Data and science communication can be interpreted and experienced in subjective ways. ParCos aims to harness this. Through different case studies, we explore participatory approaches with data storytelling and arts-based methods, to build empathy and encourage discussions about conflicting ideas or interpretations of data.
Each case study will focus on a different set of stakeholders, who are using data as evidence and want to tell a story with the data to reach a wider audience. A brief summary of case studies:
Belgian case study
Flemish public broadcaster VRT works on different case studies to engage a wide audience with data and scientific stories. These include creating an interactive weather app for youngsters and exploring vertical video formats on public screens.
Read more about the interactive weather app here.
As part of a second case study, VRT worked together with students of LUCA School of Arts to create short, animated videos for public displays that deliver the scientific story of AstroSounds in an engaging way to a broader audience. The videos were shown on public screens in the library Tweebronnen in Leuven and accompanied the physical installation of citizen science project. The aim of the case study was to research how vertical video content on public screens can inform and engage new audiences with science stories.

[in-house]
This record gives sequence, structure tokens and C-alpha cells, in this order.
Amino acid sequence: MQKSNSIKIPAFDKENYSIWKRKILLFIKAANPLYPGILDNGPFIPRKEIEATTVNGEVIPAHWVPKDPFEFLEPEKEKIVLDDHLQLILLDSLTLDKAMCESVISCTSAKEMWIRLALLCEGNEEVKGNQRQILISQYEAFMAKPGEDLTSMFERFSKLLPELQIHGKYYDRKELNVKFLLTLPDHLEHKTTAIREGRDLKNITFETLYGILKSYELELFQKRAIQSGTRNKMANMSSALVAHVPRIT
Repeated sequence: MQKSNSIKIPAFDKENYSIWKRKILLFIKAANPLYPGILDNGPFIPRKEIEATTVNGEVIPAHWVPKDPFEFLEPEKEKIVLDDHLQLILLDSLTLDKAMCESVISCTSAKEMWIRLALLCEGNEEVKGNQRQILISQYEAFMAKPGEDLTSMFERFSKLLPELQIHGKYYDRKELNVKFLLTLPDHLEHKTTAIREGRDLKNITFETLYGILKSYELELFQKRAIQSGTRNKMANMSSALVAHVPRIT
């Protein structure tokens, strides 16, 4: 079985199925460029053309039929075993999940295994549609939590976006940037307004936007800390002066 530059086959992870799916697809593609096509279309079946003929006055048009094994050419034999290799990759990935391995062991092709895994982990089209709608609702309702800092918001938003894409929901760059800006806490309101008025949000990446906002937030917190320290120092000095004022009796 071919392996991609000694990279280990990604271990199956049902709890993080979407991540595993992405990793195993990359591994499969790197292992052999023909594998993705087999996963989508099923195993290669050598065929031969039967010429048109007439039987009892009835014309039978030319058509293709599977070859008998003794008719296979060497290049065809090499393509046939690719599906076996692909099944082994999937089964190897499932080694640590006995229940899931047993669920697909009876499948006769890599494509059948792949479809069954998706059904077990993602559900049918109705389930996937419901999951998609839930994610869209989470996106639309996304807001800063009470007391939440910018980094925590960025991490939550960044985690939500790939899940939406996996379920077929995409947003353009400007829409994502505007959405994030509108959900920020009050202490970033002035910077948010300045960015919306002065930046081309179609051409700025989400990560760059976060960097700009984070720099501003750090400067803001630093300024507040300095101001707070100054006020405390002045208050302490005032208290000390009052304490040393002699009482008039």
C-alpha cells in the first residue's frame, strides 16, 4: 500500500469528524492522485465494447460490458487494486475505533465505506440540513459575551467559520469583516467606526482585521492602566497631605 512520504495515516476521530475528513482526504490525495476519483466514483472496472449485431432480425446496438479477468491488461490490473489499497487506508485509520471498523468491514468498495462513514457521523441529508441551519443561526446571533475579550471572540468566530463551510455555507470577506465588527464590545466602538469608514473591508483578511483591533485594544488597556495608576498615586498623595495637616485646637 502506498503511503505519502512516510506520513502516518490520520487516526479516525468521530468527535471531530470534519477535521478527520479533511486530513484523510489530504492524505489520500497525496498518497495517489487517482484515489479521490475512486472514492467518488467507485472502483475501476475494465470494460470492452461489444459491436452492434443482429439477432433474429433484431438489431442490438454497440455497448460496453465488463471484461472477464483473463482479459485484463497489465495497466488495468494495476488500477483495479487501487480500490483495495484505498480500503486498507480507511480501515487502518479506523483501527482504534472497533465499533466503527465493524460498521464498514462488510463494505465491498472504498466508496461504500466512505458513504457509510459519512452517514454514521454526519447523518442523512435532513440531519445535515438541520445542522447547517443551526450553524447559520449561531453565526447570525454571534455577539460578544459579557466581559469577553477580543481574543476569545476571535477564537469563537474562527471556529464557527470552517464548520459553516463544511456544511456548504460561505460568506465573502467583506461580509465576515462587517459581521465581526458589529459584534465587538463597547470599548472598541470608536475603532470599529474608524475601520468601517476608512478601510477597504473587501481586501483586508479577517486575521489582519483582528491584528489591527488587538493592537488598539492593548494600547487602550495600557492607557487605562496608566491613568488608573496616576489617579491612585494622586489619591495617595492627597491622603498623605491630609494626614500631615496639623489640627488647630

Read more about the case study here.
UK case study
Knowle West Media Centre works with local communities, in collecting and using data to solve issues of importance to them. In a next step, they are looking to communicate findings in an immersive way, using virtual reality.
Read more about this case study and exploring community data here.
Finnish case study
LUT University works on science communication in schools, looking at how schoolchildren can use the research data generated by universities and contextualise it to their own context. In a first case study, they co-created a Data Drama experience, which uses embodied approaches to data exploration.
Read more about the Data Drama here.